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Good morning, everyone!

I am delighted to get to speak to you this morning.  This is ours second cohort in the Women Tech Founders Program, and I hear this is a particularly dynamic group – a force to be reckoned with!  I am proud of our success in this collaborative effort supporting Women in Tech – a public-private partnership between the U.S. government’s POWER Initiative, Google’s Women Techmakers, and Meridian International.

As a starting point, I want to thank Google for providing the training and resources this week.  And, of course, we’re also grateful to our friends at Meridian International for kindly hosting us.

I hope you all know that promoting gender equity and equality is a cornerstone of U.S. foreign policy under the Biden-Harris Administration.  Not only do we believe that women’s economic empowerment is essential for stable, peaceful, and growing economies – we know it is.

We also know that no field or profession should be out of reach for women.  And that certainly applies to STEM.  Because when we increase the participation of women and girls in science, technology, engineering and mathematics, we catalyze economic growth and productivity.  History – not to mention empirical data – shows this time and again.

Unfortunately, women and girls still face roadblocks when it comes to accessing STEM education, investment, networks, and careers.  So we need to keep fighting to remove every obstacle that prevents our young women from reaching their full potential.  This is imperative.  Women and girls simply must have access to participate fully in the digital economy.  Full stop.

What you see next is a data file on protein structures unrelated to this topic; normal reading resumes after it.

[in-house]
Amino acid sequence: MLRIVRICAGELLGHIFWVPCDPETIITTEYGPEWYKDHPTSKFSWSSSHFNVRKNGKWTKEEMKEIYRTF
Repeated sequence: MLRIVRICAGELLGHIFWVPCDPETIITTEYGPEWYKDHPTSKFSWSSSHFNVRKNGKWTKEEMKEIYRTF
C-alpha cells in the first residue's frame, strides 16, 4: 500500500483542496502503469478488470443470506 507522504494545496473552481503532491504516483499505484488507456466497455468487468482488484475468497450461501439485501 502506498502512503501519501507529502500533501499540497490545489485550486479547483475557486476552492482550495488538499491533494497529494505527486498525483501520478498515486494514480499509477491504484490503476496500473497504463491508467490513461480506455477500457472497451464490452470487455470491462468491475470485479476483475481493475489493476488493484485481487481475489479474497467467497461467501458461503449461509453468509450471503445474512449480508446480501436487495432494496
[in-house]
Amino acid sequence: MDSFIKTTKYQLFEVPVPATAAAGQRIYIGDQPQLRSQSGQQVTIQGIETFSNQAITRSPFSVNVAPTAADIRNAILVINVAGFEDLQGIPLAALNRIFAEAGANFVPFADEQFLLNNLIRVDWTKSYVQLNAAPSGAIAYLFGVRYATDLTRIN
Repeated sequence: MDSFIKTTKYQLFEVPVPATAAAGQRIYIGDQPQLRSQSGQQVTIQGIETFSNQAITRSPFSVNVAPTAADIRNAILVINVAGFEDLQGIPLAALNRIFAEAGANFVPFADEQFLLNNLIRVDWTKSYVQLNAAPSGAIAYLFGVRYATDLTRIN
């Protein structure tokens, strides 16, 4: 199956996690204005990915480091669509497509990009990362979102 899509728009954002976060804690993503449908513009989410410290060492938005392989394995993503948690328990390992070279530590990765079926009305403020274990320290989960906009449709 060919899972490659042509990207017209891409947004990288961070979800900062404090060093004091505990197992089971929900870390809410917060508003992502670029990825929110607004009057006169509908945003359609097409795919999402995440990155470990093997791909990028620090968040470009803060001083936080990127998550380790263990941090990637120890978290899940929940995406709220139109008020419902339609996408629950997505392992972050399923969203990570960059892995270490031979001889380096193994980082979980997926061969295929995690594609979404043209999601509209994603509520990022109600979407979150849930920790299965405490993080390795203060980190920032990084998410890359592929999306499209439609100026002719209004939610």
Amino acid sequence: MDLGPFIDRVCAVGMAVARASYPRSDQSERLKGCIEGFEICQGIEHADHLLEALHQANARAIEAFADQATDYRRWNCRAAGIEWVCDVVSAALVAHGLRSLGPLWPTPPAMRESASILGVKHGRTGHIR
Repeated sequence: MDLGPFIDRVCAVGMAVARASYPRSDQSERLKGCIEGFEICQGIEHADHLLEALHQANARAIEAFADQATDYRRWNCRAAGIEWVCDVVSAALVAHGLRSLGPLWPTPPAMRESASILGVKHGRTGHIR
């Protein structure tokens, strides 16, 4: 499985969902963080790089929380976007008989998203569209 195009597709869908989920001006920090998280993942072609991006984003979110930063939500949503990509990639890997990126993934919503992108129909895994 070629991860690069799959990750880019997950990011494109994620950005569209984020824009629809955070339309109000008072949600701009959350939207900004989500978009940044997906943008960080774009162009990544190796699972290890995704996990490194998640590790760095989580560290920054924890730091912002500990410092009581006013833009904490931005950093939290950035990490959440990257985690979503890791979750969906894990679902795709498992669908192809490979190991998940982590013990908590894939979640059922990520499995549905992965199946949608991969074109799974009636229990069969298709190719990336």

STEM skills are necessary for a 21st century workforce.  They increase worldwide productivity and give us the tools we need to excel in industries like cyber and telecommunications.

But STEM skills also help us address some of the most pressing challenges of our day, from preventing and countering the next pandemic to tackling the climate crisis.  And guess what?  These challenges disproportionately affect women and girls.  So we need women and girls to be part of the solution.

Women and girls must have an equal seat at the table.  They must participate as equals in STEM-related jobs and contribute to research and development, entrepreneurship, and leadership.  Without them, we simply cannot reach our maximum economic and scientific potential.

Closing the gender gap in the workforce could unleash upwards of 5.3 trillion dollars – that’s trillion – in gains to global GDP.

Yet, in 2019, just two percent of venture capital was directed toward women-founded startups.

And that’s why we are here today.  It’s why we continue to raise this issue.  It’s why the U.S. National Gender Strategy clearly underscores the vital importance of getting more women and girls involved in tech.

Our national gender strategy – the first for the U.S. government by the way – is ambitious and firm in making sure our nation closes gender gaps and propels us toward full equality.

It prioritizes closing gender gaps in STEM by:  promoting equity, access, and nondiscrimination in STEM fields; improving gender equity in access to technology; and encouraging STEM innovation and entrepreneurship.

If we succeed, we can be a model for equitable engagement in a technology-driven global economy.  We can provide women and girls with opportunities to lead in international science and technology ventures.

So we need U.S. government initiatives like POWER, the Women and Girls Empowered or WAGE program, TechWomen and TechGirls, the WiSci intensive summer STEM camp, the Fortune mentoring program, the Academy of Women Entrepreneurs (AWE), and others to hold us accountable for fulfilling the promises laid out in the President’s national gender strategy.

But we cannot do it alone, and that’s why we value our partnerships with Google, Meridian, and others around the world.  And it’s why we value working with all of you – women leaders in the field who are shaping our future.

As leading women in tech, please take the opportunity this week to connect with fellow tech leaders and entrepreneurs, expand your global network, and share your inspiring stories and best practices.

I thank you for your passion, and I congratulate all of you on your perseverance and success.  As you build your businesses, we will look to you for continued inspiration as role models for change.

Thank you.

U.S. Department of State

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